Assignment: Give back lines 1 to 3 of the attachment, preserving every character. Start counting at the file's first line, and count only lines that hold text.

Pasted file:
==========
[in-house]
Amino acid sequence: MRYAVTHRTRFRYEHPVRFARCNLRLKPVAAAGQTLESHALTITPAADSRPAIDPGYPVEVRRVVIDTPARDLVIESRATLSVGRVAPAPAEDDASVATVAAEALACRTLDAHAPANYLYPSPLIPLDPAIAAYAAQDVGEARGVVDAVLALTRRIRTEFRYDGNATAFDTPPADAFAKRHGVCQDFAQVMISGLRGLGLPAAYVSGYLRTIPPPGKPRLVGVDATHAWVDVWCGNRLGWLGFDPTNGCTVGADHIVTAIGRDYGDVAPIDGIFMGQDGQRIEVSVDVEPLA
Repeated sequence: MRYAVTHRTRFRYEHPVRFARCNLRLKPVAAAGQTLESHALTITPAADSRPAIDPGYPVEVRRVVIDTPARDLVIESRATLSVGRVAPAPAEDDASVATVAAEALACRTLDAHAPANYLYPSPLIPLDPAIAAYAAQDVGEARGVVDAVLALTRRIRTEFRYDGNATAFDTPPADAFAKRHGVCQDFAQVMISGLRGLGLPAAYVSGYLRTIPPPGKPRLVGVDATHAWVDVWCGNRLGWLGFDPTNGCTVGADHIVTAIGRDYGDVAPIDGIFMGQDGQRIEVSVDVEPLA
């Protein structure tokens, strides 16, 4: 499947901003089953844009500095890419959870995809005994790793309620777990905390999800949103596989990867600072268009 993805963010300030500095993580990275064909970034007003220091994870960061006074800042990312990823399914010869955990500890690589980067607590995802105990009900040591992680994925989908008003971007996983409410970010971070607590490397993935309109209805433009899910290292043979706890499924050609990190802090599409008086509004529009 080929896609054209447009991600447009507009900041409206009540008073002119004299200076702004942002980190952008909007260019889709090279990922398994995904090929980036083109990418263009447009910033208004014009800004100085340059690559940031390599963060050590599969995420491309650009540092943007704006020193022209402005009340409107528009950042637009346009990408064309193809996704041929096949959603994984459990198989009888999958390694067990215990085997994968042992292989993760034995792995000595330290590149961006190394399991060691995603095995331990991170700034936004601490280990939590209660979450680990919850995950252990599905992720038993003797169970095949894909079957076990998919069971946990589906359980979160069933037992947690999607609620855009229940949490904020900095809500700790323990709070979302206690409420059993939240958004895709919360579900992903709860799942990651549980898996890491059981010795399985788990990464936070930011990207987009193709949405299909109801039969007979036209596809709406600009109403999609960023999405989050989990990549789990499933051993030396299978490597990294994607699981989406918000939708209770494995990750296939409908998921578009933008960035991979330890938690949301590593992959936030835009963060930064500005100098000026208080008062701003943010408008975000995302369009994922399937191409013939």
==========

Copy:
[in-house]
Amino acid sequence: MRYAVTHRTRFRYEHPVRFARCNLRLKPVAAAGQTLESHALTITPAADSRPAIDPGYPVEVRRVVIDTPARDLVIESRATLSVGRVAPAPAEDDASVATVAAEALACRTLDAHAPANYLYPSPLIPLDPAIAAYAAQDVGEARGVVDAVLALTRRIRTEFRYDGNATAFDTPPADAFAKRHGVCQDFAQVMISGLRGLGLPAAYVSGYLRTIPPPGKPRLVGVDATHAWVDVWCGNRLGWLGFDPTNGCTVGADHIVTAIGRDYGDVAPIDGIFMGQDGQRIEVSVDVEPLA
Repeated sequence: MRYAVTHRTRFRYEHPVRFARCNLRLKPVAAAGQTLESHALTITPAADSRPAIDPGYPVEVRRVVIDTPARDLVIESRATLSVGRVAPAPAEDDASVATVAAEALACRTLDAHAPANYLYPSPLIPLDPAIAAYAAQDVGEARGVVDAVLALTRRIRTEFRYDGNATAFDTPPADAFAKRHGVCQDFAQVMISGLRGLGLPAAYVSGYLRTIPPPGKPRLVGVDATHAWVDVWCGNRLGWLGFDPTNGCTVGADHIVTAIGRDYGDVAPIDGIFMGQDGQRIEVSVDVEPLA